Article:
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Monday, January 21, 2013 9:59 PM


Good News: 96 Percent of Spaniards Believe Political Corruption is "Very High"; Journalism Comments


I have good news tonight from Spain:  96 Percent of Spaniards Believe Political Corruption is "Very High".

To untrained ears and eyes that might not sound like good news. However look at it this way: How much worse can it get?

Simple math suggests only 4%.

However, accounting for politicians on the take unwilling to admit corruption ever, it appears corruption sentiment has not only peaked but has crossed the threshold beyond mathematical infinity.

While pondering that thought, please consider the Financial Times article Party accounts scandal rocks Spanish PM.

Mariano Rajoy, Spain’s prime minister, has ordered an investigation into his own party’s accounts as he scrambles to distance himself from allegations that its former treasurer presided over a system of paying cash kickbacks to top officials.

Spain’s ruling Popular party has been rocked by the allegations of cash payments to party members, which follow prosecutors revealing that Luis Bárcenas, former treasurer of the party, amassed a fortune of as much as €22m in a Swiss bank account, prompting protests outside the PP’s central Madrid headquarters.

The escalating scandal threatens to damage the credibility of the Rajoy government at a time when it is pushing through a series of swingeing public spending cuts as unemployment stands at 25 per cent, and anger mounts at successive corruption cases within Spain’s political and business elite.

Ongoing high-profile corruption investigations include a case against Iñaki Urdangarin, son-in-law of King Juan Carlos, who was last year charged with embezzling millions of euros from charitable organisations. There are at least a further 200 open cases against politicians across Spain.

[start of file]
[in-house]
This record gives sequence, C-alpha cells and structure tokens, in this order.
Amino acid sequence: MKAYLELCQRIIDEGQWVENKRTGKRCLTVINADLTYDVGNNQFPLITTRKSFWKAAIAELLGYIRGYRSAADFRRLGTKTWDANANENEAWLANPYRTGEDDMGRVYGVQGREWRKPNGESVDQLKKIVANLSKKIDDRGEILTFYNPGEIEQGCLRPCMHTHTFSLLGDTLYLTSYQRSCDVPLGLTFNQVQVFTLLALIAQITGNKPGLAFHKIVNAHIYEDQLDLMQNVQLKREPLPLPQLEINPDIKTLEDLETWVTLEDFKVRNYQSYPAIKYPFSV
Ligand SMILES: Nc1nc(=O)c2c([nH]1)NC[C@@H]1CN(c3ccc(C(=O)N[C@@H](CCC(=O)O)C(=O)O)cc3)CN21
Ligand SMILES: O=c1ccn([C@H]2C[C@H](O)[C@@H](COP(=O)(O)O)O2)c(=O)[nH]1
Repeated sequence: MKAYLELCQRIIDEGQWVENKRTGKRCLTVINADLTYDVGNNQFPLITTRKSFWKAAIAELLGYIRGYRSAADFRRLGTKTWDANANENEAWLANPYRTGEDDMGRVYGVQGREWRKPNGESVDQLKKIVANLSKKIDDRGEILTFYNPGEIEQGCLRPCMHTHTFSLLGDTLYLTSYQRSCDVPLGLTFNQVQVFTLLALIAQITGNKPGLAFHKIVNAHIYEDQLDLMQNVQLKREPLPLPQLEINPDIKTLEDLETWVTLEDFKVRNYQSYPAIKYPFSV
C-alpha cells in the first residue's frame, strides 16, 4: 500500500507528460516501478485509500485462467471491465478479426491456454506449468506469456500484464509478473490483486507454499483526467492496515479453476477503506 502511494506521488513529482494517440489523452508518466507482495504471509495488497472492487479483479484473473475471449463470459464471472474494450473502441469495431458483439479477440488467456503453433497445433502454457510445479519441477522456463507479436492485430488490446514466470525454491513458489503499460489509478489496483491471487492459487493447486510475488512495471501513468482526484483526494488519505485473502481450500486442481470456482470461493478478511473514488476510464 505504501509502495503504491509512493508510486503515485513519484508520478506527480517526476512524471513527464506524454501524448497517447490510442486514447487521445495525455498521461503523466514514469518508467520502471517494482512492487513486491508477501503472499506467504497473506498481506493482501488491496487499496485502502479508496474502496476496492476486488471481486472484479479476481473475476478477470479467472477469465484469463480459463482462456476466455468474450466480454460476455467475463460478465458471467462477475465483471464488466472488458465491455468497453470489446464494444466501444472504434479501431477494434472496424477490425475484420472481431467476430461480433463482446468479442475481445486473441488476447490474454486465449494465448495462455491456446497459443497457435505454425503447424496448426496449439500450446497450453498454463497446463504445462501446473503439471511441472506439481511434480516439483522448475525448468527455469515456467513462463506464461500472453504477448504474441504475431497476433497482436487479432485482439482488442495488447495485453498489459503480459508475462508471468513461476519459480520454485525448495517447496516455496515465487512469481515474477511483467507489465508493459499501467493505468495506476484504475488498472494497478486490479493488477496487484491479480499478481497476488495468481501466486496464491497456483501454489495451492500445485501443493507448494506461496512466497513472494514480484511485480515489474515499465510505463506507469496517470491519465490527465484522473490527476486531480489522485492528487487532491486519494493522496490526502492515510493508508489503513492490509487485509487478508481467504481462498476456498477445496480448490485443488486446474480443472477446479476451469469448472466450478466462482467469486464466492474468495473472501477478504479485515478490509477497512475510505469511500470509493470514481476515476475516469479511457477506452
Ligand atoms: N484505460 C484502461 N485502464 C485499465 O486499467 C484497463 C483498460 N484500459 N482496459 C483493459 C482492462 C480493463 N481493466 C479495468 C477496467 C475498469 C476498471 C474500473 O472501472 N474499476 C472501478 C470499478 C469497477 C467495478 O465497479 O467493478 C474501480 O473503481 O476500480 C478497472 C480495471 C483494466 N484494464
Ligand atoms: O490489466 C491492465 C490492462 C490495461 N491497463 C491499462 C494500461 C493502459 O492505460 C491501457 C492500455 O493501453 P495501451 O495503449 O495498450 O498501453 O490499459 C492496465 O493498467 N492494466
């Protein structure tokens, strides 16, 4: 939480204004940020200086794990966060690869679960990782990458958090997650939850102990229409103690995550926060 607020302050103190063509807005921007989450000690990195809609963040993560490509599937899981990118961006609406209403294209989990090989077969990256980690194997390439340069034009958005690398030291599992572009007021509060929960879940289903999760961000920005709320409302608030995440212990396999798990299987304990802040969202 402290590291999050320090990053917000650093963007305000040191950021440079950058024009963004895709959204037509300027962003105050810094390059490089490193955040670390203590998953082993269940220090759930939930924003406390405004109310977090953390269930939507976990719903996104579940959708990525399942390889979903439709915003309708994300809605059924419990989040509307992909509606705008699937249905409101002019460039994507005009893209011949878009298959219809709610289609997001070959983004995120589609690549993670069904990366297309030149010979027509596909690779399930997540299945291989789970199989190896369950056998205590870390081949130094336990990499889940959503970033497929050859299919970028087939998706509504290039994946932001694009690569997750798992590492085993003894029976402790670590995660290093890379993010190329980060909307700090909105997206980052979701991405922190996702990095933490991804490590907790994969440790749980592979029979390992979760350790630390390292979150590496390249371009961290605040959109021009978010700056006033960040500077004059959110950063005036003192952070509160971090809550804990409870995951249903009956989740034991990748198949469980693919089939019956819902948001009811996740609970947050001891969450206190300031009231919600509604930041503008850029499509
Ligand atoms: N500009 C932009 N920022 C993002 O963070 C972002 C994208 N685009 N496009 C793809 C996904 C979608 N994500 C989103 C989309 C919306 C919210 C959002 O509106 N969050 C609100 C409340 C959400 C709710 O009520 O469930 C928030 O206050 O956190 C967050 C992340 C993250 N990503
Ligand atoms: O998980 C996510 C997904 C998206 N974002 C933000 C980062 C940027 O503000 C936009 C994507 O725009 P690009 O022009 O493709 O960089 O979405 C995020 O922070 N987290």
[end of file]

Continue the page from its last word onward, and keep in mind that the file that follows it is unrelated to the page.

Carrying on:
A recent poll conducted for the El País newspaper found 96 per cent of Spaniards believed political corruption in the country was “very high”.

Journalism Comments

The Financial Times is at least three days late in reporting this story. I have covered it via Google translates starting last Friday.

I did not have a poll to present then, but realistically speaking neither does the Financial Times now. Instead the Financial Times refers to El País.

Lovely. I link to my sources and the Financial Times does not. It is typical for all mainstream media to not properly credit sources (and the only way to do that is via links).

If you are going to cite a reference that is not generally understood, have the decency to post a link, especially if you include automatically inserted bullsheet like this whenever anyone goes to copy a snip from you:

"High quality global journalism requires investment. Please share this article with others using the link below, do not cut & paste the article. See our Ts&Cs and Copyright Policy for more detail. Email ftsales.support@ft.com to buy additional rights. http://www.ft.com/cms/s/0/f52b4244-63de-11e2-b92c-00144feab49a.html#ixzz2Ifhcg2PR"

There was not a damn thing on the Financial Times that was not lifted and reworded from somewhere else. Want Proof?

Please consider Crisis in Madrid Update; Plan "A" is Sgt. Schultz Defense, No Plan "B" Yet.

Yes corruption in Spain is very high. That we knew a long time ago. We now have a poll now to prove it.

96 percent belief in corruption is a story. However, it's not a story the Financial Times originated.

One of my pet peeves is not properly citing (with links) people you lift ideas from. The Financial Times, Reuters, Bloomberg, and most bloggers are all guilty. Many bloggers are guilty as well.

Mike "Mish" Shedlock
http://globaleconomicanalysis.blogspot.com

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